The key was once an ubiquitous staple of our daily lives. However, with fingerprint locks, keycards and similar technological advancements, it seems likely that we will see a future where traditional keys are merely souvenirs of the past, stripped of their functionality. Yet still, the idea of the key has since long freed itself from its traditional form, becoming a symbol of access; whether it be to one’s home, a safe deposit box or to a magical world.
In Joakim Ojanen’s ‘Next to Daisy’s, in top of the laundry’ (LL’Editions, 2022), the reader is granted access to such a place. With this special edition of the book, issued with a polished bronze sculpture by Ojanen titled ‘Studio Key’, packaged in a walnut box with cherrywood intarsia, we celebrate the idea of giving someone a key to your place. To keep things intimate, the edition is limited to 10 (+4 AP).
Behind a standardized, white door at Strömsätragränd, a magical world reveals itself. Stepping over the threshold, the visitor finds herself surrounded by a myriad of otherworldly creatures of various forms and sizes. In a corner of the room, a choir of small flowers sings a serenade, led by a cheeky duck and in the opposite end of the room, a thin-limbed youngster – far too tall for his supposed age – looms. The adolescent appears to be sad; perhaps afflicted by the immensity of our ambivalent, modern world?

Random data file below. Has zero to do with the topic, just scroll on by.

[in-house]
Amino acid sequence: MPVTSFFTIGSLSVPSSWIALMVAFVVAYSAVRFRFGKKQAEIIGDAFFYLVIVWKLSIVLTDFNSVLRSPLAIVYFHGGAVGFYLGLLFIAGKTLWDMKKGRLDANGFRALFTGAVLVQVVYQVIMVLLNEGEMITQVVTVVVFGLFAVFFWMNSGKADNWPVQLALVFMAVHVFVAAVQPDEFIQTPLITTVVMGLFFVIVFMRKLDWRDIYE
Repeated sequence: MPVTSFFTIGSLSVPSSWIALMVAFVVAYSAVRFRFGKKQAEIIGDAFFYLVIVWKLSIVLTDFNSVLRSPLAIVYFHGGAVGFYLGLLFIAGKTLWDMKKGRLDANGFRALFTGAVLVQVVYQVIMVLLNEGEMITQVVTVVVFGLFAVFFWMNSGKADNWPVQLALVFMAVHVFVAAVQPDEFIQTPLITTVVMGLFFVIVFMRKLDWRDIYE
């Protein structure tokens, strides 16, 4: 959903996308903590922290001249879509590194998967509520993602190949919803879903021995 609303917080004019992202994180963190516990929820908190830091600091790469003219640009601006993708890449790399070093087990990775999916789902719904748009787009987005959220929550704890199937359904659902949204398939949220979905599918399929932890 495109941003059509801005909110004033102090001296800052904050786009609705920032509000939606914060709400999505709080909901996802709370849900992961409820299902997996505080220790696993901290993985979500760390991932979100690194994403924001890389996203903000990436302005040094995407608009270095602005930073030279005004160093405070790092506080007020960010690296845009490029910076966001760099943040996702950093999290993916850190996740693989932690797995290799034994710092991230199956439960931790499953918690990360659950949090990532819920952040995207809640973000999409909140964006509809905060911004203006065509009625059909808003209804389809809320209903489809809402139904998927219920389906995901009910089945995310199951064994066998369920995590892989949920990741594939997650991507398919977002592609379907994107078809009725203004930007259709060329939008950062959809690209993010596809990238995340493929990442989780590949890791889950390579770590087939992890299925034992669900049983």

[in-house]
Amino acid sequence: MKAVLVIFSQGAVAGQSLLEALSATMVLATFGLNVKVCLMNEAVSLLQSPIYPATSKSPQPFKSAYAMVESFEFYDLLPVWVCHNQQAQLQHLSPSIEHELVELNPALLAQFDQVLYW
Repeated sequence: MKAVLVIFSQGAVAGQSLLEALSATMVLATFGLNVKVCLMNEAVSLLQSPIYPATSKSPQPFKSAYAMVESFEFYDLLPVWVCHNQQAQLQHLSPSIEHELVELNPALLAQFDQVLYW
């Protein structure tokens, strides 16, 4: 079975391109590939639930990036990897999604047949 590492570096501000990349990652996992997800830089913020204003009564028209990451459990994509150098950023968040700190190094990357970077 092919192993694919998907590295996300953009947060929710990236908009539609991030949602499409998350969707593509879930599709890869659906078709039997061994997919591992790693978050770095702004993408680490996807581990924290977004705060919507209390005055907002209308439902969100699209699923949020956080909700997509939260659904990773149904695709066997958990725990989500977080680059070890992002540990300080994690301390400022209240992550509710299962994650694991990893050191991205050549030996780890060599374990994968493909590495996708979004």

Artist Joakim Ojanen’s studio is like no other studio you will have seen. A far cry from the carefully curated atelier museum in the Montparnasse neighborhood of Paris, which hosts a reconstruction of Giacommeti’s studio or, in closer proximity to the studio of Ojanen; sculptor Carl Eldh’s Ateljémuseum in Vasastaden, Stockholm.
Over the course of two years, the artist has documented his work in the studio with two analogue cameras. Lumps of clay are transformed into fantastical sculptures while exhibitions are being prepared and works are shipped out to different corners of the world. Outside the studio, seasons seamlessly shift and the rays of sun flickering on the walls firmly follows in both frequency and temperature. Roll by roll of film is sent to the lab for developing and a book is starting to take form.
Next to Daisy’s, on top of the laundry contains 227 photographs by the artist and a text by Jakob Ojanen, artist and brother to Joakim. We dare propose that it is impossible to get closer to the artist than this, at least in a book.